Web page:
XRF Analysis for Better Coil Coating Quality Control

Pre-painted, coil-coated metal is needed in the manufacturing of a vast amount of products: from home appliances to automotive panels to cooking tins. New applications are being developed all the time, which means that the coil coating industry is growing fast. In fact, the Global Functional Coatings Market size was valued at $368.5 million in 2017 and is predicted to reach $509 million by 2024; a CAGR of a healthy 4.8%.

Of course the demands of this growing industry are high. Suppliers of coil-coated metal face a competitive market that needs specialist equipment to meet tight specifications. It’s essential that the parts produced from the coil coated metal maintain their corrosion resistance, provide a good base for painting and look good for the lifetime of the finished product. The thickness of each coating is crucial for maintaining the integrity of the machined part, and it’s up to the supplier to ensure each layer falls right within the specification. As an accurate, fast and non-destructive measurement technique, XRF is perfect for coating thickness measurements and is described in the international standards ASTM B568-98(2014) and ISO 3497:2000.

You can either use XRF analysis during production to measure the coating thickness before moving on to the next stage, or you can use it during process optimisation to check which concentrations and immersion times result in the right thickness.

Let’s take a look at three types of coatings that XRF can analyse:

Phosphate-based conversion coatings

If you’re using ZnP, FeP or MnP as a conversion coating prior to powder coating or painting, you can use XRF to optimise your process. Newer and more advanced XRF instruments are able to measure the amount of phosphorus in these types of coatings in addition to thickness.

Zr, Ti and Cr pre-treatments

Right now, there’s a trend towards using new pre-treatment chemistries in place of the traditional phosphate-based conversion coatings. These pre-treatments cost less and have a lower impact on the environment. They use less water and don’t produce phosphate-containing waste, which can be hazardous and costly to dispose of. They also have lower energy demands as they can be applied at room temperature, rather than the high temperatures of the more traditional conversion coatings. They are also applied at a lighter coat weight, while still providing a high level of corrosion resistance and paintability. XRF is able to quantify the amount of Zr, Ti and Cr and therefore – given the right calibration setup and software configuration – can give you an accurate thickness for the pre-treatment coating before going to the next stage of production.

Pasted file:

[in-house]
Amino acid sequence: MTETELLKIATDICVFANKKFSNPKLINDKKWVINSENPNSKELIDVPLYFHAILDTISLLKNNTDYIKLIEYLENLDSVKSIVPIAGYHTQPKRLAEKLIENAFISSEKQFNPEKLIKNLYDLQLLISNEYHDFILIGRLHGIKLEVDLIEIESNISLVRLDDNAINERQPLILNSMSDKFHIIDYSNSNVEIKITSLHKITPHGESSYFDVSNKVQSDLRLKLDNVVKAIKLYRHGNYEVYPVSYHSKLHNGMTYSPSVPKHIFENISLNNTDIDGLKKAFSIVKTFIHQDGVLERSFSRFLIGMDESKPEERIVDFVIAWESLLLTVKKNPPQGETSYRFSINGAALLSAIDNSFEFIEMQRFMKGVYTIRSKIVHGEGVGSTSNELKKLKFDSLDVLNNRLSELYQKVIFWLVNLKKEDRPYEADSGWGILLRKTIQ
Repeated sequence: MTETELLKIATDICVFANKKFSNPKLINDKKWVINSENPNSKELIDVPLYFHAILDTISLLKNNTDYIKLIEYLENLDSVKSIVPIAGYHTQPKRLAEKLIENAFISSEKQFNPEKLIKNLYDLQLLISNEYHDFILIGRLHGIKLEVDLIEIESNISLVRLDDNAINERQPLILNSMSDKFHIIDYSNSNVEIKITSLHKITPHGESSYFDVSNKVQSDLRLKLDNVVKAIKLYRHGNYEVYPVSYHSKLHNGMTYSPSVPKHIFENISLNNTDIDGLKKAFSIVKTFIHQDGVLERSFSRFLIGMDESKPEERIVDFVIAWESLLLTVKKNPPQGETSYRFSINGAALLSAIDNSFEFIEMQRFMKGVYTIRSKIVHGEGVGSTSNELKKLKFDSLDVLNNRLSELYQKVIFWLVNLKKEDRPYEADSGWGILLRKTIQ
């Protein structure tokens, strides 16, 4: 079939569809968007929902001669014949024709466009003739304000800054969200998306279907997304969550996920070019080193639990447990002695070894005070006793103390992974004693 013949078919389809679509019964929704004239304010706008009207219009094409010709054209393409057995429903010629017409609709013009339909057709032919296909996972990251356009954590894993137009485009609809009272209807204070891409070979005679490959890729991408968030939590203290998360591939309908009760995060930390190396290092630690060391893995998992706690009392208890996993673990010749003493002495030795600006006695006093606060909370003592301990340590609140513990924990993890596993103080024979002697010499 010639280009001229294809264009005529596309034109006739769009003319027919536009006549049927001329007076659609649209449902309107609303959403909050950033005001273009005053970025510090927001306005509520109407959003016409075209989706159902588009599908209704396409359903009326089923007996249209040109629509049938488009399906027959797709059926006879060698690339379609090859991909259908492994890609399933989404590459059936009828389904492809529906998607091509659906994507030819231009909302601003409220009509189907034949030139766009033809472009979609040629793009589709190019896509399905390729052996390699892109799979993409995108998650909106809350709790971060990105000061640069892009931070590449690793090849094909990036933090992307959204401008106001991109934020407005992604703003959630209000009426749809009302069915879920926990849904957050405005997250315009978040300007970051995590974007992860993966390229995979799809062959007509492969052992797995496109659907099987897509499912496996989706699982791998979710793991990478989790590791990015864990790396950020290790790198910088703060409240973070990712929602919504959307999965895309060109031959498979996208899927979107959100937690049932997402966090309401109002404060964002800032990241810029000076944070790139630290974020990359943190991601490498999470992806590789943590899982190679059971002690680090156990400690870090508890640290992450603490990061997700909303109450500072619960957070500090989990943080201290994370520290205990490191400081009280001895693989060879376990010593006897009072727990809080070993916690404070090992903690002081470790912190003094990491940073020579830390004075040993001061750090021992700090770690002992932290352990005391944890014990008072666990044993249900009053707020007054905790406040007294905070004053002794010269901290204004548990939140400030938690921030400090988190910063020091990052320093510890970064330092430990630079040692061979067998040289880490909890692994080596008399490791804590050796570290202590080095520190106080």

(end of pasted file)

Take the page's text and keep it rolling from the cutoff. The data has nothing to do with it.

Zinc Magnesium Alloy Coatings (ZM)

ZM coating is one of the more recent breakthroughs in coating technology and is now fairly widespread in use. The addition of magnesium gives several advantages over a pure zinc coating. For example, ZM has similar corrosion protection to Zn at lower coating thicknesses. This helps when looking to reduce the weight of components, as is the case within the automotive, aerospace and military industries. The ZM coating also gives better corrosion resistance in demanding environments, such as marine environments. XRF can detect both zinc and magnesium and can ensure you are getting the right coating thickness and even distribution of the coating.

Hitachi XRF Analysers for Production

We’ve been designing our XRF analysers to cope with 24/7 production environments, such as plating and coil-coating facilities, for decades. We have a range of bench top XRF analysers that can sit alongside your production line for immediate analysis. We also have hand-held XRF analysers for spot checks at goods-in and within production. XRF is the standard measurement technique for many metal finishing applications – from checking the gauge of incoming steel to tight quality control of plating and conversion coatings.

For more information on how XRF can help you meet spec, get in touch with one of our experts.

You can get more information on our analysers here, including detailed technical information.




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Date: 12 July 2019

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